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Stick to the rule: Blogging is not a start-stop sport

April 7, 2010

I violated my own rule and ignored my own professional advice until I asked the Chicken-or-the-egg question.

 Which comes first: playing with your son after dinner after work or mommy blogging?

 Oh the guilt! I love Scobby-Doo cartoons, but I watched enough of them when I was a kid being raised by the flickering blue light in the late 1970’s. I can’t stand to sit through another 3,000 episodes. I do anyway. As I sit there watching yet another mystery, I’m usually thinking about everything else I could be getting done. That is until Tommy climbs up next to me on the couch and says, “Mommy, I love your heart.”

I tend to do some of my best writing between 3 p.m. and 7 p.m. I don’t know why.

One flutter of Tommy’s mile-long black eyelashes anchored to his big blue eyes and my decision is made. By tomorrow I will turn around and he’ll be a lanky teenager shutting the bedroom door and answering my questions in one syllable words.

My Tommy

Sometimes he hugs me gently, pats my stomach and says, “Mommy, I love this big fat, belly. Faaaaaaat.”  Oh, the fourth year. My babies have me wrapped. I know it and I cave in to them every time, even when I am insulted in a pitch that is too cute to ignore. My oldest is 21 and I’m still a cave woman with her. I can’t say no when she starts a request with the word “Mamma.”

The problem with blogging is you have to maintain momentum. You have to be consistent and you have to plan for that. If I were advising a home building company on how to develop a blog I would tell them to plan out the content so that they have consistent updates. There is never a shortage of topics to write about. Tie it to all into their social media, communications and marketing strategies. Someone in house has to drive that train.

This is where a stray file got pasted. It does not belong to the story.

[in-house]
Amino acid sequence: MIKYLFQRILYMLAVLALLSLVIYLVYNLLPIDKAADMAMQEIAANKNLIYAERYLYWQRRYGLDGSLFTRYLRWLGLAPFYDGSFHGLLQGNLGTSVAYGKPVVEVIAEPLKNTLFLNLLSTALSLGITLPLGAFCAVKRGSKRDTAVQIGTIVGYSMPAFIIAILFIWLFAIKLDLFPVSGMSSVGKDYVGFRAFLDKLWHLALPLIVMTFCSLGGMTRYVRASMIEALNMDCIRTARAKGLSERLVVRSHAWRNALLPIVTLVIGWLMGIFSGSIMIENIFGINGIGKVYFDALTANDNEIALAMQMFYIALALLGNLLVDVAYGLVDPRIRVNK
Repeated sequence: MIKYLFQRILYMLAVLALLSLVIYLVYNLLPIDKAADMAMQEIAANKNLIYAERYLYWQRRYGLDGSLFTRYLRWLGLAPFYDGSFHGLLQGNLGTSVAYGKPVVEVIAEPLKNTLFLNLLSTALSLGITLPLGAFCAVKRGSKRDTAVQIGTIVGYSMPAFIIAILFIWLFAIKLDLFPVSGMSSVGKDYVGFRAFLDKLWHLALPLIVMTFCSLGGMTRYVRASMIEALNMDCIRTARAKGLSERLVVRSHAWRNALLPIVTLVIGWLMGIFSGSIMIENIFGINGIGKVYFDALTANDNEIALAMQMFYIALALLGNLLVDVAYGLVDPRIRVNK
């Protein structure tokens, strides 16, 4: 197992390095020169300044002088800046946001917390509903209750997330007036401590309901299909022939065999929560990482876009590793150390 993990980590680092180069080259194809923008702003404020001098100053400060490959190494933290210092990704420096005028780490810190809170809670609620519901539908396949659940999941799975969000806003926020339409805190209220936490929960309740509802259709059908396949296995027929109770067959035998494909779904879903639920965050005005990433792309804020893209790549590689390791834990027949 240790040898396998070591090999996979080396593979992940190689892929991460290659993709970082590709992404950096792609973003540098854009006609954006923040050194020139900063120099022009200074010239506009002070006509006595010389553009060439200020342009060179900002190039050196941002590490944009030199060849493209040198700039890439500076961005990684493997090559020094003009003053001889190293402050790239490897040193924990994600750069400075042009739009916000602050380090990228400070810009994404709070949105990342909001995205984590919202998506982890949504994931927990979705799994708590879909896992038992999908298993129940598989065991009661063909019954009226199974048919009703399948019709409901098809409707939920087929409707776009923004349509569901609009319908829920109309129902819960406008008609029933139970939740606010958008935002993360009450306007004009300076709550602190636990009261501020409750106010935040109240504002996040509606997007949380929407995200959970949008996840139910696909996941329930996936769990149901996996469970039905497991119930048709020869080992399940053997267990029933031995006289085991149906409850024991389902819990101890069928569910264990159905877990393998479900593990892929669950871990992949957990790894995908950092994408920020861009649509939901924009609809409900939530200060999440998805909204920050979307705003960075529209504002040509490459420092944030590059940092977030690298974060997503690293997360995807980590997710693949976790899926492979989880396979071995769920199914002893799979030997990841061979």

When you are blogging for the love of writing, however, you don’t have a boss giving you the hairy eyeball as deadlines nears. So it’s easy to slip. It happens fast.

I have been blogging since last fall. I have a mindset of the types of writing and, even, the types of photography that I’d like to do.  I set up a cooking challenge to force myself to cook 104 new meals in the next year (Note: I own 124 cookbooks). The challenge has kept pace, but the blogging hasn’t. My photography challenge is on track, but no one except my brother Brian knows about it.

And so, here it is in April and I have a desk full of notes, lots of ideas, lists of cookbooks, and hundreds of photos. I just found files of mostly written drafts. My photos need a tad bit of organizing. The final version of a story about the family cookbook that goes back to 1949 is missing. I might have to rewrite it.

Shame on me. Blogging shouldn’t have a rhythm of start, stop, start, stop, slow down, kick yourself, and start again. I need to plan for this like it is a business: the business of my life.

The trouble is balancing my own time. I could get up early in the morning to write, but really that’s my only time to exercise. I could write at red lights or when I’m in traffic jams, but Jersey drivers aren’t very patient with me. Twice a year I could write in the waiting room of my doctors’ offices, but when they see me pull out a netbook I usually get seen right away.

So I sit on the floor pondering – sometimes sneaking a few thoughts onto a note pad – while I wrestle with the horrible safety standards that exist on the make-believe Island of Sodor where Thomas the Tank Engine is king. My four year old son needs me on the floor, running the Brake Down train on overtime until Sir Topham Hatt (the former Fat Controller) says we are finished…or Dad calls Tommy up for bath time.

I’ll have to write around that.

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